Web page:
Setting up the Altitude’s suspension was a touch finicky and required bumping up shock pressure to equate to approximately 25 percent sag to stay out of the midstroke of the “moderately progressive” spring rate. The design itself takes more air pressure than some designs – in my case, air pressure equated to body weight plus 80 psi, which almost maxed out my shock pump. Rebound damping was set a little slower than usual in an effort to help improve pedal efficiency. Rocky Mountain’s Size Specific Tune equates to shocks on sizes XS-M having one size smaller air volume spacer than the large and XL, so there’s a good chance that my 205 pound weight on the XL could have benefited from bumping up the spacer another notch, thereby making it easier to stay out of the midstroke while maintaining a more normal 30 percent sag setting for a bike of this genre.
Once the suspension was set up as best as could be, the Altitude really changed its attitude out on the trail. Though it’s by no means short, it felt noticeably easier to sneak through tough rock gardens and tight, steep switchbacks that generally heckle modern bikes with long wheelbases. Outside of rough, tricky trail sections, the Altitude was also refreshingly easy to ride at more mellow speeds. So many trail bikes these days tend to demand an aggressive, forward-leaning position just to keep them under control on breezeways, but the Altitude let me back off the speed and enjoy the scenery when there wasn’t enough gas in the tank to attack every part of the trail. I even took it for an overnight bikepacking trip on part of the Colorado Trail and never second-guessed the decision. On the flip side, racing it at the Vail Outlier Enduro a few weeks later highlighted just how capable the Altitude is when faced with lift-accessed run after run of abuse. The wheels were another story, but the chassis left all excuses for not going faster on my end.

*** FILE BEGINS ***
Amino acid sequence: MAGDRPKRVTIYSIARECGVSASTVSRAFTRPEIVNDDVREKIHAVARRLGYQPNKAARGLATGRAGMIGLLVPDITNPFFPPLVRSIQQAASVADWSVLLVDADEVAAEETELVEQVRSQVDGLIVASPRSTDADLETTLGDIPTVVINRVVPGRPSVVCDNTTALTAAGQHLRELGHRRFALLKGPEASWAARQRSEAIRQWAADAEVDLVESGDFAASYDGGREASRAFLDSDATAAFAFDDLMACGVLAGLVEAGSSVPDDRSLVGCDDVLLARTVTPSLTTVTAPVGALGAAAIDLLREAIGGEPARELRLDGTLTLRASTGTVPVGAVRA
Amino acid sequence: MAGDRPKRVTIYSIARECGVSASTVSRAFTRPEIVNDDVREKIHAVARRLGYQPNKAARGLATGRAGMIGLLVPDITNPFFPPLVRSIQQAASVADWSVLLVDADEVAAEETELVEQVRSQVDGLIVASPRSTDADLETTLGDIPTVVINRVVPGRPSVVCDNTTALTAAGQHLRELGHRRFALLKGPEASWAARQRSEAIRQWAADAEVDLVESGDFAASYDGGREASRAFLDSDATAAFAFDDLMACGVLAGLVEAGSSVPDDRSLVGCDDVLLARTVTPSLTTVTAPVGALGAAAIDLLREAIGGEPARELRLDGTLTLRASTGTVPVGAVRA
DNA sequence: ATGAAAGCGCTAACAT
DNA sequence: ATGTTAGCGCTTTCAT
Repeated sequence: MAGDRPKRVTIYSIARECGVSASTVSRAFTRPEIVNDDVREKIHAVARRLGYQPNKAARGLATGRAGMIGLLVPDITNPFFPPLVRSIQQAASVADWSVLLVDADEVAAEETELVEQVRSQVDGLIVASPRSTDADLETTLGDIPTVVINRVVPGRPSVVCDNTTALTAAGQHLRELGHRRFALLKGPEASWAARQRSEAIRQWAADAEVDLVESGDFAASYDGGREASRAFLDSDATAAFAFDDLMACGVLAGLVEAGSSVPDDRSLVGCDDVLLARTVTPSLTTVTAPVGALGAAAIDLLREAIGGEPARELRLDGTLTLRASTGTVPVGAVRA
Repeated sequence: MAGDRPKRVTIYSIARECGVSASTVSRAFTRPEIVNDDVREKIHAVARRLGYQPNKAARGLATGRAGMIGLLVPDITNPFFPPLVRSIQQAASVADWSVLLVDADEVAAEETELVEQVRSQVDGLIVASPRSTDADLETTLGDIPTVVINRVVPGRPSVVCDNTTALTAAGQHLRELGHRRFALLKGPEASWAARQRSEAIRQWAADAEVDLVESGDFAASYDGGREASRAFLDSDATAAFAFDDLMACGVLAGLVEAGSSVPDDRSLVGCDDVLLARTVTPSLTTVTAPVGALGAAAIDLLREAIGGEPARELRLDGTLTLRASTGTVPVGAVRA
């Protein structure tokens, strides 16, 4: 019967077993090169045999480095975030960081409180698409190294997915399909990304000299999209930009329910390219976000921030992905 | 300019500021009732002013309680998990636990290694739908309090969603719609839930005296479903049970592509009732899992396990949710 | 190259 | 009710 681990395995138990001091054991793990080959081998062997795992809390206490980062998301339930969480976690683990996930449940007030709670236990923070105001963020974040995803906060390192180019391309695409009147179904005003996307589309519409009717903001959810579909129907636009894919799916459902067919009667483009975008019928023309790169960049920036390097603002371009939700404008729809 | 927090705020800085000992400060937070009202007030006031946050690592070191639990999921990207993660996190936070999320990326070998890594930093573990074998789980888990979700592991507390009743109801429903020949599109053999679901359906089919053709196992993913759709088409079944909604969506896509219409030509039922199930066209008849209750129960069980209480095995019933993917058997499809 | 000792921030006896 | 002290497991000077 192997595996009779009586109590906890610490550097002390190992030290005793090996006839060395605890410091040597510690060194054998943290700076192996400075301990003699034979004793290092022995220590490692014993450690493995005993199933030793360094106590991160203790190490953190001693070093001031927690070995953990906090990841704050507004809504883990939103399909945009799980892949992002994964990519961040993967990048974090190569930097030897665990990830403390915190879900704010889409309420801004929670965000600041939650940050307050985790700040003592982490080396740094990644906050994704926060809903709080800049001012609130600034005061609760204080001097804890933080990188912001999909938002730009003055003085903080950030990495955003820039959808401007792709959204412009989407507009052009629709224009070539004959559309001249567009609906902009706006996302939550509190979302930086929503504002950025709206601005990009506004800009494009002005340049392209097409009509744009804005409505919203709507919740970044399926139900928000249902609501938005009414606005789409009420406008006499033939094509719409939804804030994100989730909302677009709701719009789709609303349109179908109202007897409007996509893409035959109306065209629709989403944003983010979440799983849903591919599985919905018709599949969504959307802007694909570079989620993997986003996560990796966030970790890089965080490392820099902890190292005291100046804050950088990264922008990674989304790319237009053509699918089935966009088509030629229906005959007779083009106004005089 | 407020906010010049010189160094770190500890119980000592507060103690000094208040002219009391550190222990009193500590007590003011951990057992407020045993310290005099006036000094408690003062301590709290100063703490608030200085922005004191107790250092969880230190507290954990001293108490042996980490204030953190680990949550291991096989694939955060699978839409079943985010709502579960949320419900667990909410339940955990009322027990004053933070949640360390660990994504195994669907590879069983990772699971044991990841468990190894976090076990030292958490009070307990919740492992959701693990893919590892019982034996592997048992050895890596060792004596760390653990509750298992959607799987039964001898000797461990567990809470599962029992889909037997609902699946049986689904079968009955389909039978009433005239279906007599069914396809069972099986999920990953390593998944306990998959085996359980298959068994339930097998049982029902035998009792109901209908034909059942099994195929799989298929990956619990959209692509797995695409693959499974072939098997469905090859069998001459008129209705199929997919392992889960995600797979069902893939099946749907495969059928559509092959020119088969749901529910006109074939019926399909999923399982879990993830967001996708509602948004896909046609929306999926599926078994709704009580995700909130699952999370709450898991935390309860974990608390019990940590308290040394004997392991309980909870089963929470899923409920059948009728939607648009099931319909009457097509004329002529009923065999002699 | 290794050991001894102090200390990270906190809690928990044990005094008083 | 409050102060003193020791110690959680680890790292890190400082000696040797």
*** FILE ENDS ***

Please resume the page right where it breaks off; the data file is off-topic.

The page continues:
The Altitude’s rather lightweight chassis never hinted that it came at a tradeoff of frame stiffness, as it behaved quite predictably and consistently throughout the test period. This, in conjunction with its geometry, ultimately made the Altitude a pleasure to ride and built more trust with each day it was ridden. Pedal efficiency left a bit to be desired by current standards, and the Fox Float DPX2 was rarely in its open mode when not committed to long, rough descents. It isn’t bad in the pedaling department – but for how well so many bikes in this category propel these days, it’s just a touch subpar compared to what’s currently among the best.
The build kit was mostly great, although the Stan’s wheels didn’t hold up well at all. A spoke on the rear wheel randomly snapped on a mellow trail day, and in general, both wheels needed to be trued on several occasions within a couple of months, which isn’t a normal occurrence for me. Otherwise, the Fox Factory suspension performed well, as did the Fox Transfer dropper. Sram’s drivetrain held up well, though the 34-tooth ring was a touch tall on a few occasions.
Overall, the new Altitude is a fun bike that fits right in as a competitive choice in the sea of 150 mm travel trail bikes being offered these days. It’s not the best pedaler out there by any means, but the lighter-than-average weight, dialed geometry and potential for a custom shock tune could negate this hiccup for many. Could there be a better pedal platform hidden in the Ride 9 adjustability? Maybe slightly, but when I contacted Rocky Mountain about improving the pedal platform and keeping it out of the midstroke, nothing about Ride 9 was mentioned, much less suggested. The trail manners were impressive, and its flexibility of being perfectly suited for all-day rides in the Colorado high country one day, enduro racing the next day, and even a bit of multi-day adventuring makes for a solid argument in favor of the Altitude being a great choice for riders in search of a bike that won’t pigeonhole their rides.